5. Considering such low voter confidence and the fact that the original LPA expires in December of this year, the U.N. has begun taking steps to amend the LPA to ease the divisions between the House of Representatives and the GNA, as well as create free and fair elections.
  6. The Libyan crisis is commonly divided into two official civil wars. The first lasted for several months in 2011 and was marked primarily by the deposing and killing of Muammar Gaddafi. The currently ongoing civil war began in 2014 when the national government came into conflict with the General National Congress, a Muslim Brotherhood-backed Islamist government.
  7. The second civil war has already claimed nearly 7,000 lives, with over 20,000 people wounded in the conflict and many thousands more displaced from their homes. Fighting in Sabratha, a city near Tripoli, saw nearly 10,000 people fleeing their homes to seek aid from U.N. groups in Libya.
  8. Fleeing the same fighting in Sabratha, a group of immigrants, as over 100,000 others from all across North Africa have sought to do this year alone, tried to cross the Mediterranean to Italy in a dinghy that subsequently ran out of fuel and capsized. Of the 100 refugees in the boat, more than 50 are feared to have drowned. They join the over 2,400 of that 100,000 that have drowned crossing the Mediterranean while fleeing the fighting in their home countries.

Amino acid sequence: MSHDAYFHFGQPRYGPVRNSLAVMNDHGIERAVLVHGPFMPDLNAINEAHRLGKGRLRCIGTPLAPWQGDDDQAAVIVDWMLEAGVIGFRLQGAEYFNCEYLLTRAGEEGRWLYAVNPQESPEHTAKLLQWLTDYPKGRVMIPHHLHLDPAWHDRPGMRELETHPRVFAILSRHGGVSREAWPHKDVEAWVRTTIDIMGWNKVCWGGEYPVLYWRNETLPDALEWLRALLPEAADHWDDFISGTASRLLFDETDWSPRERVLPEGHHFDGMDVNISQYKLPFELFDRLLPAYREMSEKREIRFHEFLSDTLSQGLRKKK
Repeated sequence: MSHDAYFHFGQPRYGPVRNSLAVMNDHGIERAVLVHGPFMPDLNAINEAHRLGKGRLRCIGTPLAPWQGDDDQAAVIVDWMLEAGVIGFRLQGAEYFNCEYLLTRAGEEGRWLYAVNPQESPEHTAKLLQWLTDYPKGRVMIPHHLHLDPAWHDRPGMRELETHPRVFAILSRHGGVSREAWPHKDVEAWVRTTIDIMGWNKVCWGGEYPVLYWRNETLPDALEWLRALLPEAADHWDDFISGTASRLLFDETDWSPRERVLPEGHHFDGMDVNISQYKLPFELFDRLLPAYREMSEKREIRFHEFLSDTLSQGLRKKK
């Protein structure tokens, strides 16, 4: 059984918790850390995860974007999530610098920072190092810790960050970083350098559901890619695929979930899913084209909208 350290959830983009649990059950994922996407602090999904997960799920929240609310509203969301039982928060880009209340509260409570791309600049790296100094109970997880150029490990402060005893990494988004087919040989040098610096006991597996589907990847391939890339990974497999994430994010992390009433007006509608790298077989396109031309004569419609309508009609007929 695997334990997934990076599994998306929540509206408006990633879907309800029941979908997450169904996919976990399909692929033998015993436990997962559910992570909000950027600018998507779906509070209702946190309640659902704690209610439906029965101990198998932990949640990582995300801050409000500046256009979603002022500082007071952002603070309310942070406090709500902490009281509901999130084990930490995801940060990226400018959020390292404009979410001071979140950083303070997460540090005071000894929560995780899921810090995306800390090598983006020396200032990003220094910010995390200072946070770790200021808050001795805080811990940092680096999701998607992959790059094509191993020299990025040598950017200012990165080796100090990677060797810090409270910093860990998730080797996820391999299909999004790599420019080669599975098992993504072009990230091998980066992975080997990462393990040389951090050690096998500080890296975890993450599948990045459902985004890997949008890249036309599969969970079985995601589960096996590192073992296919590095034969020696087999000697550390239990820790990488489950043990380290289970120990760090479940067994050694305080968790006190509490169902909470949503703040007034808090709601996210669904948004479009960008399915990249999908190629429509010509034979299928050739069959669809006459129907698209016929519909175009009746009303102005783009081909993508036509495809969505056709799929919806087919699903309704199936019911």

9. The BBC reports that refugees caught fleeing Libya are thrown into crowded and dirty detention centers where they are held to keep them from fleeing. There are also rumors that the falling numbers of Libyans fleeing to Italy is spurred by the GNA’s use of Libyan militias, who may be involved in human trafficking.
  10. Though representatives of the U.S. government have made statements in favor of the measures being taken to end the crisis, actions such as the United States’ past military involvement with the Libyan oil industry and the inclusion of Libya in President Trump’s travel ban have led many to questions as to what the U.S. is doing to help bring stability to the nation.

The wars in Libya are an increasingly complex, evolving and seemingly convoluted issue. These 10 facts about the Libyan crisis can serve as an overview of the conflict, but there is far more information to be delved into as the world seeks a resolution to the crisis.